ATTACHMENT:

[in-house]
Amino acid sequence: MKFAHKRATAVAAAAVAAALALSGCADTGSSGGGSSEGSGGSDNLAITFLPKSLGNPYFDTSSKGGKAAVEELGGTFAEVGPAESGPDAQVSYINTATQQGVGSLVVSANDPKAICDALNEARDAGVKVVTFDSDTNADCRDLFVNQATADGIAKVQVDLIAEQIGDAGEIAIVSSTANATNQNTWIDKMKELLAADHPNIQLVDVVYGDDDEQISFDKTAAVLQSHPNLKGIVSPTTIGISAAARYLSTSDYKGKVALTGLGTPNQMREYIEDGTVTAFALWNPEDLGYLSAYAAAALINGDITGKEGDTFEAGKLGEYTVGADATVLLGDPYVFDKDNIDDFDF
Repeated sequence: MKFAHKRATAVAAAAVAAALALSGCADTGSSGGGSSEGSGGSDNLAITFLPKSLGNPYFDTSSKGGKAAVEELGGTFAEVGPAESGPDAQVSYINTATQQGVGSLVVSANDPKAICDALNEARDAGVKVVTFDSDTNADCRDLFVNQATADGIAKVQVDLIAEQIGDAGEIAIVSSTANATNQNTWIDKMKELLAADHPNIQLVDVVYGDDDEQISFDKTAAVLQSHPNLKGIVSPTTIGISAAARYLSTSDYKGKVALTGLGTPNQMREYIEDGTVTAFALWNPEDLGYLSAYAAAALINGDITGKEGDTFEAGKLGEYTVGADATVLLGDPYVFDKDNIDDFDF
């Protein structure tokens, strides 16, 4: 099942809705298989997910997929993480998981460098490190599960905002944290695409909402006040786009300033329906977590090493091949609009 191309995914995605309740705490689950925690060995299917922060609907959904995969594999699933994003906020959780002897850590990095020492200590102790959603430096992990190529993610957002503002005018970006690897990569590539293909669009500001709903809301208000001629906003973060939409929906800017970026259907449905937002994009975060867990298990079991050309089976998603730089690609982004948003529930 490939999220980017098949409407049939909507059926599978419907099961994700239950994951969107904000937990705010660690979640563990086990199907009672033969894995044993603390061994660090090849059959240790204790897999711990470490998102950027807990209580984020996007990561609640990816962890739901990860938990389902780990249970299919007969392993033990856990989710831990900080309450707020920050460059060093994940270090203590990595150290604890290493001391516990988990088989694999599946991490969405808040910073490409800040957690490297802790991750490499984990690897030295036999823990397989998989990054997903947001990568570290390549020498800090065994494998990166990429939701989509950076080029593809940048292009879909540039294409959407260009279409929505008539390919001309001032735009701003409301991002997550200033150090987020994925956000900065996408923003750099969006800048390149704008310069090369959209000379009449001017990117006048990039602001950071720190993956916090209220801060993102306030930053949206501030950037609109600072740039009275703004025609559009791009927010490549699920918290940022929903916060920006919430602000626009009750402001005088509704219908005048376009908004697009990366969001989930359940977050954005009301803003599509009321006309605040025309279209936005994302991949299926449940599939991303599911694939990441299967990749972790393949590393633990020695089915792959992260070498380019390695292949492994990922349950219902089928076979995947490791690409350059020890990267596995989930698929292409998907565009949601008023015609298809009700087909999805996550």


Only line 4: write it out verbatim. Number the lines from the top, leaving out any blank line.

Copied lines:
């Protein structure tokens, strides 16, 4: 099942809705298989997910997929993480998981460098490190599960905002944290695409909402006040786009300033329906977590090493091949609009 191309995914995605309740705490689950925690060995299917922060609907959904995969594999699933994003906020959780002897850590990095020492200590102790959603430096992990190529993610957002503002005018970006690897990569590539293909669009500001709903809301208000001629906003973060939409929906800017970026259907449905937002994009975060867990298990079991050309089976998603730089690609982004948003529930 490939999220980017098949409407049939909507059926599978419907099961994700239950994951969107904000937990705010660690979640563990086990199907009672033969894995044993603390061994660090090849059959240790204790897999711990470490998102950027807990209580984020996007990561609640990816962890739901990860938990389902780990249970299919007969392993033990856990989710831990900080309450707020920050460059060093994940270090203590990595150290604890290493001391516990988990088989694999599946991490969405808040910073490409800040957690490297802790991750490499984990690897030295036999823990397989998989990054997903947001990568570290390549020498800090065994494998990166990429939701989509950076080029593809940048292009879909540039294409959407260009279409929505008539390919001309001032735009701003409301991002997550200033150090987020994925956000900065996408923003750099969006800048390149704008310069090369959209000379009449001017990117006048990039602001950071720190993956916090209220801060993102306030930053949206501030950037609109600072740039009275703004025609559009791009927010490549699920918290940022929903916060920006919430602000626009009750402001005088509704219908005048376009908004697009990366969001989930359940977050954005009301803003599509009321006309605040025309279209936005994302991949299926449940599939991303599911694939990441299967990749972790393949590393633990020695089915792959992260070498380019390695292949492994990922349950219902089928076979995947490791690409350059020890990267596995989930698929292409998907565009949601008023015609298809009700087909999805996550």